Keywords:  expected utility, rank dependent utility, disappointment aversion, Bronars power, predictive success, generalized axiom of revealed preference, first order stochastic dominance, meanvariance utility 
JEL:  C14 C60 D11 D12 D81 
URL:  http://d.repec.org/n?u=RePEc:san:wpecon:1706&r=upt 
By:  Broll, Udo; Mukherjee, Soumyatanu; Sensarma, Rudra 
Abstract:  In this companion paper to Broll and Mukherjee (2017), we empirically analyse how exchange rate volatilities affect firms optimal production and exporting decisions. The firms elasticity of risk aversion determines the direction of the impact of exchange rate risk on exports. Based on a flexible utility function that incorporates all possible risk preferences, a unique structurally estimable equation is used to estimate the risk aversion elasticities for a panel of Indian service sector (nonfinancial) firms over 20042015, using the quantile regression method.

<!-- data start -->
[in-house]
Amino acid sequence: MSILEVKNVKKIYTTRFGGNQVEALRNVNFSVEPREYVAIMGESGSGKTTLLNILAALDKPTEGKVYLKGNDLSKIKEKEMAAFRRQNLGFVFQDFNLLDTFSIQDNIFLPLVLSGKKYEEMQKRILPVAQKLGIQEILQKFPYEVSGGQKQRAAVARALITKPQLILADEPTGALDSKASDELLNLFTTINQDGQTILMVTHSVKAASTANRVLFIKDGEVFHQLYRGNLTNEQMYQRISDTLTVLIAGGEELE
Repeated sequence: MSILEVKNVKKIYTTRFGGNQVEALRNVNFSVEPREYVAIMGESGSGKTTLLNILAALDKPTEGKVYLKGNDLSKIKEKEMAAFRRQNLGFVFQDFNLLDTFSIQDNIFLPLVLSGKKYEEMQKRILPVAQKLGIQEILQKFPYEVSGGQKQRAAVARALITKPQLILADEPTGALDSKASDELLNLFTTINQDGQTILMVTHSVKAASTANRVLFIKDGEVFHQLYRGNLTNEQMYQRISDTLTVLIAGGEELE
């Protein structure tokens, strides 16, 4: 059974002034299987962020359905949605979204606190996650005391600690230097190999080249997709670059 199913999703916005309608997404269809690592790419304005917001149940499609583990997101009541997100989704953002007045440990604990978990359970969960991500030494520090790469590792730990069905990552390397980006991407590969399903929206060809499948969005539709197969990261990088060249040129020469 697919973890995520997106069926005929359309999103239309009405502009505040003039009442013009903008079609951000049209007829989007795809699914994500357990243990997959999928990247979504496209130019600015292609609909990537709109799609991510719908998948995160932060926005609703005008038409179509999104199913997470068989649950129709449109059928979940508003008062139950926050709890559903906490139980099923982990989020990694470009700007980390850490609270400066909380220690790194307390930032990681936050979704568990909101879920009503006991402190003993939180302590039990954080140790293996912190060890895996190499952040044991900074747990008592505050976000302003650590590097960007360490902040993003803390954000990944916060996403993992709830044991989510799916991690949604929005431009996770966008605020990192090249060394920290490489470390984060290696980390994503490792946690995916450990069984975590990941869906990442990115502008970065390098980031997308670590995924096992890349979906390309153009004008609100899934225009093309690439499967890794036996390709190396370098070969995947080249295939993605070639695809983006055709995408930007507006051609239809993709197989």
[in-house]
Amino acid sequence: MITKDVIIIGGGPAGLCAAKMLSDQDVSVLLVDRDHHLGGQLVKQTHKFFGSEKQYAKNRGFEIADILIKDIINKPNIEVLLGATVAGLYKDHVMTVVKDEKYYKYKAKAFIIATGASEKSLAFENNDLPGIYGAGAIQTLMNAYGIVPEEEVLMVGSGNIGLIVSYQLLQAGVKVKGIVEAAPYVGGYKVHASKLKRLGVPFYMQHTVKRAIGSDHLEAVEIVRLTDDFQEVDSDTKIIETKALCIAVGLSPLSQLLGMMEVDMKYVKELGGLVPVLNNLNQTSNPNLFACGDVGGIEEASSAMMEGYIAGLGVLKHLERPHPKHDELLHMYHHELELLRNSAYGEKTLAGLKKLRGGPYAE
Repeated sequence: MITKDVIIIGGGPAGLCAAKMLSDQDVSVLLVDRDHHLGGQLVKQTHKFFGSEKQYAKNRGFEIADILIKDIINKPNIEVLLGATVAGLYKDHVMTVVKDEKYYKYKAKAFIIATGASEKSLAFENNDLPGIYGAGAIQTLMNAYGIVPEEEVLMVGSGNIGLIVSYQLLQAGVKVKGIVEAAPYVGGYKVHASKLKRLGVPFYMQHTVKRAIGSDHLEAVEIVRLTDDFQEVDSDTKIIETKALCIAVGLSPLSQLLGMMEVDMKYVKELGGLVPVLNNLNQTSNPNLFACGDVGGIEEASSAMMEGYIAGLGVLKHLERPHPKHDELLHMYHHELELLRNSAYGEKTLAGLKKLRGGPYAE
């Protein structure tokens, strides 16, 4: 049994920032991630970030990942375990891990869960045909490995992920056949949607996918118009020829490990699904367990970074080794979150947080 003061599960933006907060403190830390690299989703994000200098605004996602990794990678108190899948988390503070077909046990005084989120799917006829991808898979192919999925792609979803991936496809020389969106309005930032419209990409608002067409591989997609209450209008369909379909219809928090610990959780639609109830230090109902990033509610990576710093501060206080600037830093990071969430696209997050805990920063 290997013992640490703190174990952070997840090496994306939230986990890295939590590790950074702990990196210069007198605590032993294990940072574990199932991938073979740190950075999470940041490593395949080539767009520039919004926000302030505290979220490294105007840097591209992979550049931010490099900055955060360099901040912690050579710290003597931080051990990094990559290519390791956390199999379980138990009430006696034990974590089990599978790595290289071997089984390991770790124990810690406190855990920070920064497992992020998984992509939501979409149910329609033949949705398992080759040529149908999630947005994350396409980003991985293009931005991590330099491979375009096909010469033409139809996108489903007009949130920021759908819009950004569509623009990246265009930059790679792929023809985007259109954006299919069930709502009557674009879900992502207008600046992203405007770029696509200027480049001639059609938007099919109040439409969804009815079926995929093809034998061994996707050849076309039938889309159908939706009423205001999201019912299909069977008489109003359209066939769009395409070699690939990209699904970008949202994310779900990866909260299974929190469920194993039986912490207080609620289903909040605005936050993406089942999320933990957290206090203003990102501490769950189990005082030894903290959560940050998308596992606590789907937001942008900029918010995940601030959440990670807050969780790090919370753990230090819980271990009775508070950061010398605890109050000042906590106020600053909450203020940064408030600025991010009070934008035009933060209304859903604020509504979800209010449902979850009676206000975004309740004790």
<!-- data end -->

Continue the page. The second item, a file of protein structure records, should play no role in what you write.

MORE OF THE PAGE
Keywords:  exports,exchange rate volatility,risk aversion 
JEL:  D21 D81 F10 F31 
Date:  2017 
URL:  http://d.repec.org/n?u=RePEc:zbw:tudcep:0517&r=upt 
By:  Antonio M. Espin (Department of Economics, Middlesex University Business School; and Granada Lab of Behavioral Economics (GLoBE)); Angel Sanchez (Grupo Interdisciplinar de Sistemas Complejos (GISC), Departamento de Matematicas, Universidad Carlos III de Madrid; and Instituto de Biocomputacion y Fisica de Sistemas Complejos (BIFI), Universidad de Zaragoza; and Institute UC3MBS for Financial Big Data, Universidad Carlos III de Madrid); Benedikt Herrmann (Centre for Decision Research and Experimental Economics, School of Economics, University of Nottingham)